Real Estate Sector - DOC by wanghonghx

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									   Detoriating Fundamentals of the Real Estate Sector


The Indian real estate market scenario has changed rapidly, from a buoyant situation witnessed over
the last 3-4 years (that lasted till early 2008) to a scenario that has become far less optimistic. The
initial concerns of slowing demand due to rising unaffordability has been exacerbated further by the
steep fall in market capitalisation and the ongoing liquidity crunch faced by real estate developers;
consequently, affecting their financing plans for working capital and other requirements.

As per a recent study conducted by CRISIL Research on eight major cities in India, real estate
developers are expected to develop around 350 million square feet of residential and commercial
space annually in 8 major cities. This development will entail a funding requirement of around Rs 700-
750 billion every year to meet the construction costs, through a mix of equity, debt and customer
advances.

Typically, equity financing (including customer advances, IPO's and private equity investments) meets
40 per cent of the fund requirement of real estate developers. This proportion has increased
significantly in the last 2 years, due to buoyant capital markets. However, this source of financing will
be harder to come by over the next 12-18 months, as real estate stocks have seen sharp erosion in
their market values (more than 75 per cent in some cases, since January 2008). In addition, the woes
of real estate developers will be compounded by postponement of purchases by customers, due to the
high real estate prices and high EMIs.

The balance 60 per cent of fund requirement is met through debt financing, amounting to around Rs
420 billion annually for just the eight cities covered (in this context, it is pertinent to note that the overall
outstanding gross bank credit by scheduled commercial banks to the real estate industry stood at Rs
623 billion as on March 2008). However, availability of funds for the sector has been tough due to the
stringent RBI guidelines (higher risk weights for exposure to real estate) as well as the tight liquidity
situation in the banking system.

Thus, in a scenario of funding constraint, financials of developers could be affected. This could lead to
debt repayments being re-scheduled and potential defaults in cases where developers are highly
levered. In addition, developers who are starved of funding could potentially delay their projects,
leading to lower supply over the next 12-18 months. This phenomenon could be more pronounced in
the commercial real estate space, given the muted outlook for offtake from IT/ITES sector, a key
demand driver.

Real estate developers are expected to develop around 350 million square feet of residential and
commercial space annually. This development will entail a funding requirement of around Rs 700-750
billion every year for meeting construction costs. If we include the cost of land, the project cost involved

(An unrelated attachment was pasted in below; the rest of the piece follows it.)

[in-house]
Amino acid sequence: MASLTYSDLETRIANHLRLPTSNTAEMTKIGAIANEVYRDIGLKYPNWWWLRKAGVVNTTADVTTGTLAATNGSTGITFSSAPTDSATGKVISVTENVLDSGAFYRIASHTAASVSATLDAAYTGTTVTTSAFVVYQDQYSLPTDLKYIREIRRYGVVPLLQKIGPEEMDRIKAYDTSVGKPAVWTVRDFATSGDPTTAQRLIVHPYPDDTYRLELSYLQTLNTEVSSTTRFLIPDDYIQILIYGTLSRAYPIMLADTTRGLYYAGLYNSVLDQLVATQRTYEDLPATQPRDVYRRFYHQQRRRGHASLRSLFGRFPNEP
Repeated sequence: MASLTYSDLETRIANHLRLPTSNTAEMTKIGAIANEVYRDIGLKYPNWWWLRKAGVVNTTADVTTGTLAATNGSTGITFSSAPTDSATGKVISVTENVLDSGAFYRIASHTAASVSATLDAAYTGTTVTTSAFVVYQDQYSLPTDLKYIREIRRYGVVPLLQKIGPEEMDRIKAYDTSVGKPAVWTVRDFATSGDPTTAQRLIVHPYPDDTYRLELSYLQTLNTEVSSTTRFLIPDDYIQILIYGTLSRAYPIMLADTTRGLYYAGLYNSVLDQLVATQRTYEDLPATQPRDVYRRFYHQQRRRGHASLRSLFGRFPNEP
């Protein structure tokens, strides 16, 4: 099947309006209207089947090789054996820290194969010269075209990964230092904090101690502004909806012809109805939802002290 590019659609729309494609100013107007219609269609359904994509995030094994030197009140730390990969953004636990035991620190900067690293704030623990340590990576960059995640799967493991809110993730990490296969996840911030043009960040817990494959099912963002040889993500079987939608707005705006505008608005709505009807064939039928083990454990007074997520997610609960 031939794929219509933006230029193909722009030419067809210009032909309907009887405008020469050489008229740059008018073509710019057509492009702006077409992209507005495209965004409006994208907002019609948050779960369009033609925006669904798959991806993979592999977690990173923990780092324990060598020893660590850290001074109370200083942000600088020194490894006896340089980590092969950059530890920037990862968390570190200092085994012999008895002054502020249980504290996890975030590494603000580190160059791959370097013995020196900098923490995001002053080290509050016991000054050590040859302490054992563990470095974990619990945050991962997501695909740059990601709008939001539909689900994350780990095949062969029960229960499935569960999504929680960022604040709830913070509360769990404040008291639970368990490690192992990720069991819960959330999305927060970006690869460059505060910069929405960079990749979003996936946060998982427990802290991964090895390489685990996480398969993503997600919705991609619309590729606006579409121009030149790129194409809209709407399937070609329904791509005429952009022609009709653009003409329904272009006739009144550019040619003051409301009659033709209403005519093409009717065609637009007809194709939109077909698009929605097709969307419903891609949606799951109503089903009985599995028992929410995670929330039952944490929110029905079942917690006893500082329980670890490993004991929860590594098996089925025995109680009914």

goes up to Rs 1,000 billion annually.

Large finances would be difficult over the next 12-18 months, as real estate stocks have seen sharp
erosion in their market values. Customers have postponed their purchases in anticipation of price
correction. The quantum of debt financing is not expected to materialise.

Even in a scenario where supply reduces by 20 per cent, the required cost of construction will be
around Rs 500-550 billion annually, while the project cost (including land cost) would be Rs 750-850
billion annually.

Sharp erosion in valuations in the last 10 months: A huge dampener on capital raising

The funding through equity, especially initial public offering (IPO) in capital market, has seen a sharp
jump in the last 2 years. The IPO of real estate companies garnered almost Rs 173 billion between
2005-06 and 2007-08. Some of the large real estate companies issuing shares to the public during this
period were DLF Ltd (July-07), HDIL (July-07) and Lanco Infratech Ltd (November-06).

Changing valuation of realty stocks in India
                                                                  Return as
   Company name        Issue    Amt       Stock        Stock         on       Return as on     Return
                                                                  24 Oct-08                   1 Jan-08
                       Price   Raised    Price on -   Price on-     over       28-Nov-08        over
                                                      28-Nov-
                       (Rs)    (Rs mn)   1-Jan-08        08       1Jan-08     issue price    issue price
 Brigade Enterprises
 Limited                 390     6,484          400          38        -89%          -90%             3%
 Kolte Patil
 Developers Limited      145     2,755          249          22        -90%          -85%           72%
 Purvankara Projects
 Limited                 400     8,587          455          31        -89%          -92%           14%
 Omaxe Limited           310     5,517          562          48        -90%          -85%           81%
 HDIL                    500    14,850          890          77        -85%          -85%           78%
 DLF Limited             525    91,875        1,072        198         -81%          -62%          104%
 Orbit Corporation
 Limited                 110     1,001          930          45        -94%          -59%          745%
 Akruti Nirman
 Limited                 540     3,618        1,182        676         -48%           25%          119%
 Parsvnath